Have you heard the saying "The best thing about standards is that there are so many to choose from?" It popped into my mind when I learned of the new nVoy brand and certification program for products based on the IEEE 1905.1 standard. If you're not familiar with it, IEEE 1905.1 defines hybrid networks that combine Wi-Fi, ethernet-over-powerline, MoCA (Multimedia over Coax Alliance), and conventional wired ethernet topologies.
Each of those technologies is defined by a standard of its own, of course. And then there's the ITU's G.hn, a wholly separate standard from a different international body that defines hybrid home networks that use powerline, coax, and phone line, but not wireless (although it can coexist with Wi-Fi).
So why does the world need a standard that defines a collection of standards? For that matter, why does the world need the Wi-Fi Alliance's 802.11ac certification program? If IEEE 1905.1 and IEEE 802.11ac are standards, why do we need marketing consortiums to certify that products based on those standards will be interoperable? Isn't that the very definition of the word "standard"?
After all, I already operate a hybrid network at home: Some of my devices connect via Wi-Fi, some use HomePlug AV powerline, and my entertainment center runs on MoCA. Everything is connected to my gigabit ethernet Wi-Fi router. And my hybrid network was running fine long before someone thought to come up with a fancy logo for it.
In search of answers to these questions, I interviewed HomePlug Alliance vice president and Broadcom senior technical director Stephen Palm and consumer communications services analyst Mike Jude of market research firm Frost & Sullivan.
Help with setup and troubleshooting
So, what does nVoy certification bring to the networking party? The major benefits are simplified setup and diagnostic tools that can help troubleshoot problems. A new nVoy component can get its configuration info from existing ones at the push of a button, freeing consumers from having to tediously input info such as SSIDs and passwords, Palm explained. The diagnostics (information on link rates, network topology, and so on) can be accessed locally by customers and remotely by service providers.
Service providers especially stand to benefit from widespread deployment of nVoy and its successors (as the IEEE 1905 working group develops them). As more and more people use networks for streaming media and are therefore more likely to notice performance problems, service providers will want a way to see what’s going on when a customer complains, without incurring the expense of dispatching a truck and a technician. “Keeping that network running is absolutely essential to selling services that use it,” Jude says.
Both Jude and Palm say that while G.hn and nVoy both seek to make network setup easier, they are fundamentally different technologies. G.hn describes a chip technology (it’s a PHY, a physical spec) for gear that would replace—and is incompatible with—equipment based on existing wire-line standards. A G.hn component can’t talk to a HomePlug or MoCA device.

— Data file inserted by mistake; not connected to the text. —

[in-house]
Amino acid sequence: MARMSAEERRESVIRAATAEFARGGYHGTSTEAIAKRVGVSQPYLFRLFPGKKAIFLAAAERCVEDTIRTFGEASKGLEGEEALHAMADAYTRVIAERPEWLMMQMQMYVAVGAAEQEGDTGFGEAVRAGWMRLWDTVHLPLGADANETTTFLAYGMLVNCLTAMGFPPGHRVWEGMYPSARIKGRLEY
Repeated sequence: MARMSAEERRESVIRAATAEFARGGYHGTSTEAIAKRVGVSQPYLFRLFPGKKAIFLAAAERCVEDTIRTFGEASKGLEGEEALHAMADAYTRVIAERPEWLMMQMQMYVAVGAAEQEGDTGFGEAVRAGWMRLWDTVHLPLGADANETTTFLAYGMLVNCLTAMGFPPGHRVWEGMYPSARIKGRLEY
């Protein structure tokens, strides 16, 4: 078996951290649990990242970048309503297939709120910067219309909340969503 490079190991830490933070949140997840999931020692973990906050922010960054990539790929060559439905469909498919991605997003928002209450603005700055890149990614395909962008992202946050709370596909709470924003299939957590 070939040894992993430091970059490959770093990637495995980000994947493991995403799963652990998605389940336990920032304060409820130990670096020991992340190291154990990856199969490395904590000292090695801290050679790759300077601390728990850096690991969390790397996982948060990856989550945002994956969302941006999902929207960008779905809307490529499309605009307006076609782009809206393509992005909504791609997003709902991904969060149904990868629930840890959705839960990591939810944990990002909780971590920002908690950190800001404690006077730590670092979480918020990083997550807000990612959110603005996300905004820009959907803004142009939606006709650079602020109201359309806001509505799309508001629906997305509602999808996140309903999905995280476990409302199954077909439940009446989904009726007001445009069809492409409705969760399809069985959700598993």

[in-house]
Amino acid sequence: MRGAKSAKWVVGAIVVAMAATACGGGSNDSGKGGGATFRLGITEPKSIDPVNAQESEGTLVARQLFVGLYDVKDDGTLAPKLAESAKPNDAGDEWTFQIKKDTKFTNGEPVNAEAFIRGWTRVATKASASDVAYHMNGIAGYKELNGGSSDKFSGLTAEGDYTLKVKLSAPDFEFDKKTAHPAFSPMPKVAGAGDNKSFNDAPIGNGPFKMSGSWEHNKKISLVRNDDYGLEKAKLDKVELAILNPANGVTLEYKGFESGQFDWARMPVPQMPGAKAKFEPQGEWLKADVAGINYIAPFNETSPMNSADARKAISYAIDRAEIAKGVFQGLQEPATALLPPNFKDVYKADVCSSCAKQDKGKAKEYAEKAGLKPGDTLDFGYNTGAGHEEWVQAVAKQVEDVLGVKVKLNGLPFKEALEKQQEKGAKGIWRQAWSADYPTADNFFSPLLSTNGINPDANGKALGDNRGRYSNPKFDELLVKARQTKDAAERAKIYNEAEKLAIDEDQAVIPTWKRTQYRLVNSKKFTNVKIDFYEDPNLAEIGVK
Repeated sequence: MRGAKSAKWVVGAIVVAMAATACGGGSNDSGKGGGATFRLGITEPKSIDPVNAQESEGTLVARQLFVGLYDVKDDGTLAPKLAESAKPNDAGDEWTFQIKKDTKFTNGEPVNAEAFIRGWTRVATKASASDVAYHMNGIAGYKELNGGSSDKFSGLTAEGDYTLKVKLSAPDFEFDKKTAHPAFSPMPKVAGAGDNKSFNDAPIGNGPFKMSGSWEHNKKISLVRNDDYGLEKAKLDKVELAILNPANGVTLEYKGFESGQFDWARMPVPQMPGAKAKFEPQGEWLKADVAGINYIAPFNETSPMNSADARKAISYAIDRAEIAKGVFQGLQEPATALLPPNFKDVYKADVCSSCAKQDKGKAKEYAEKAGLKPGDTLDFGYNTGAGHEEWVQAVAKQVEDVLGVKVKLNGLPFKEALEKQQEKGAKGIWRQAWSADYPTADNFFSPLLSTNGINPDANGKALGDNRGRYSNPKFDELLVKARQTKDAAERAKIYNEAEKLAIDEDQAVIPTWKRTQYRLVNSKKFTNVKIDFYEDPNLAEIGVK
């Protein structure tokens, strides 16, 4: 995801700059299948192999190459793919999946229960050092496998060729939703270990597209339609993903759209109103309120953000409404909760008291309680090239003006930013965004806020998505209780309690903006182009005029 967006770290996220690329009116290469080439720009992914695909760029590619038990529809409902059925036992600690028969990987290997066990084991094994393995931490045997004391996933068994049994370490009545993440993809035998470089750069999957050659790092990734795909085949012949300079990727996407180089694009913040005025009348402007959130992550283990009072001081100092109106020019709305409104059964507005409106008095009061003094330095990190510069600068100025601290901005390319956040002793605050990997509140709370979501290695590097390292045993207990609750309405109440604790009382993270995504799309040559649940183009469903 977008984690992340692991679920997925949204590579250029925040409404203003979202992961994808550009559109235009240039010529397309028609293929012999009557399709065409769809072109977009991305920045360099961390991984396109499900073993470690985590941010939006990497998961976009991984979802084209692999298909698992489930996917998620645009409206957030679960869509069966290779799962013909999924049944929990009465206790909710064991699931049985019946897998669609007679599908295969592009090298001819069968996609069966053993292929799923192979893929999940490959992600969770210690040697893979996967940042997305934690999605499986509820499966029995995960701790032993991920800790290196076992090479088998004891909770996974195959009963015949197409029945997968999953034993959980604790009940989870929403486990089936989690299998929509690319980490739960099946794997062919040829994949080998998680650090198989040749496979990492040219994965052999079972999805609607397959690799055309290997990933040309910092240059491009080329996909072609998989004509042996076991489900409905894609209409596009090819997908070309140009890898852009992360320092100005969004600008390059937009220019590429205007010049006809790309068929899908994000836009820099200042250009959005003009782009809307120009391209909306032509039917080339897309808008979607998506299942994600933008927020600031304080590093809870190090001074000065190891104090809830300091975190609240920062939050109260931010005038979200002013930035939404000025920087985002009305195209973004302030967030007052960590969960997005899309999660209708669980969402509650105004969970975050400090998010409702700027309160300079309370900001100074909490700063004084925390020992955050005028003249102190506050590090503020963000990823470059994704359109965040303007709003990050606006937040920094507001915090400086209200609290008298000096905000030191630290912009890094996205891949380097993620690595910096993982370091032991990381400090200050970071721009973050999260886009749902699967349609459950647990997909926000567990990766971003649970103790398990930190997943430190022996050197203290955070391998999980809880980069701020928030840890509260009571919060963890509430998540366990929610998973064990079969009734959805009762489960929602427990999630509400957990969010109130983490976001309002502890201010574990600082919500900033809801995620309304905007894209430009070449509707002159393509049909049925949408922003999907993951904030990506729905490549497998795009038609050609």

The nVoy spec, on the other hand, doesn’t work at the PHY layer of a network chip. It’s part of the software overlay that talks to the hardware of all supported network standards. At launch, these supported standards include HomePlug, MoCA, Wi-Fi, and ethernet, but there’s no reason why nVoy couldn’t be revised to support G.hn, too.
More important, nVoy-certified gear will be backward-compatible with the popular network technologies that it supports—the underlying ethernet bridging doesn’t change—so you don’t have to abandon the equipment you already have. You can simply upgrade to nVoy-certified gear as you replace older components that don’t enjoy the benefits of the technology.
This doesn’t mean that there’s no place for G.hn in the home, Jude notes. It might, for example, be useful for someone building a new home entertainment center who wants to mix and match components that use different network technologies. And having components based on G.hn would greatly simplify setup.
Timetable for nVoy
Those who follow networking standards may wonder how long IEEE 1905 has been in the works. The answer: not that long. The working group was set up two and a half years ago, Palm says, and the draft spec followed in December 2011. Having lived through the drama of 802.11n Wi-Fi development, which took many years, I wondered aloud how the working group was able to produce the draft so quickly.
Palm explains that unlike the 802.11 working group, which has been composed of as many individuals as cared to pay for IEEE membership, 1905 is composed of only entities (read: companies). Companies can’t pack the group, as happened with 802.11, by paying for more of their employees to join. That means the working group had a lot fewer members, which tends to speed things up.
At Computex in Taiwan earlier this month, the news release announcing the nVoy branding and certification program (which will be managed by the HomePlug Alliance) indicated that the first nVoy-certified products were expected to reach the market later this year. As with the Wi-Fi Alliance, the certification program will test products that claim to adhere to the IEEE 1905.1 standard to ensure that they will be interoperable with other products making the same claim.
As Palm points out, however, the news release covered only certification, so actual products will likely not ship until sometime later. It may take a while for us to enjoy the benefits of nVoy, but the standard that could make home networking easier—even if it’s one more logo to be on the lookout for. You can read more about it at nVoy.org.